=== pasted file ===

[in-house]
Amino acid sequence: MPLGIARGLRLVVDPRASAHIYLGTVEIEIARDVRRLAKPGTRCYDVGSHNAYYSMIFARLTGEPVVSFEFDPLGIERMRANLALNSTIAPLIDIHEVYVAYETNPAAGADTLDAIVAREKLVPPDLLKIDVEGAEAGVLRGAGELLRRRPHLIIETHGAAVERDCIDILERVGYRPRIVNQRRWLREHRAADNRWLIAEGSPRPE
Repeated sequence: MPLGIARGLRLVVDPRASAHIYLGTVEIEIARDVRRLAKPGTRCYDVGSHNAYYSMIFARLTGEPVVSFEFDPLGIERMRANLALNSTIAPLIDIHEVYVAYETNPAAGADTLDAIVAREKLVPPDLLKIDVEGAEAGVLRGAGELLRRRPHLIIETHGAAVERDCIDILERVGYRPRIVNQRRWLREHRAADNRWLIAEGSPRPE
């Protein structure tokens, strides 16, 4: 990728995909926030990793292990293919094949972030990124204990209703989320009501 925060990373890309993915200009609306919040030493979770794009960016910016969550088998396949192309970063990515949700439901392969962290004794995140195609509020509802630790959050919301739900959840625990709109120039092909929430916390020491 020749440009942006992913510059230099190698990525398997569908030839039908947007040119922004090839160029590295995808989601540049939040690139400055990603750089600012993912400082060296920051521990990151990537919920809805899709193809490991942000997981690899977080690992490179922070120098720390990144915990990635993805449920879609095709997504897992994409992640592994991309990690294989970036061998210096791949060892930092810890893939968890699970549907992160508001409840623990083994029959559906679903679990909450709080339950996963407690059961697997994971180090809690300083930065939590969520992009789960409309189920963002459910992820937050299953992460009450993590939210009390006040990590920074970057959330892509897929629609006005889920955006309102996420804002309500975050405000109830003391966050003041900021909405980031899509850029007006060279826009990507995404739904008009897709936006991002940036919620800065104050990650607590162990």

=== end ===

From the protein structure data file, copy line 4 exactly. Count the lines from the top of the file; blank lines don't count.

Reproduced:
């Protein structure tokens, strides 16, 4: 990728995909926030990793292990293919094949972030990124204990209703989320009501 925060990373890309993915200009609306919040030493979770794009960016910016969550088998396949192309970063990515949700439901392969962290004794995140195609509020509802630790959050919301739900959840625990709109120039092909929430916390020491 020749440009942006992913510059230099190698990525398997569908030839039908947007040119922004090839160029590295995808989601540049939040690139400055990603750089600012993912400082060296920051521990990151990537919920809805899709193809490991942000997981690899977080690992490179922070120098720390990144915990990635993805449920879609095709997504897992994409992640592994991309990690294989970036061998210096791949060892930092810890893939968890699970549907992160508001409840623990083994029959559906679903679990909450709080339950996963407690059961697997994971180090809690300083930065939590969520992009789960409309189920963002459910992820937050299953992460009450993590939210009390006040990590920074970057959330892509897929629609006005889920955006309102996420804002309500975050405000109830003391966050003041900021909405980031899509850029007006060279826009990507995404739904008009897709936006991002940036919620800065104050990650607590162990």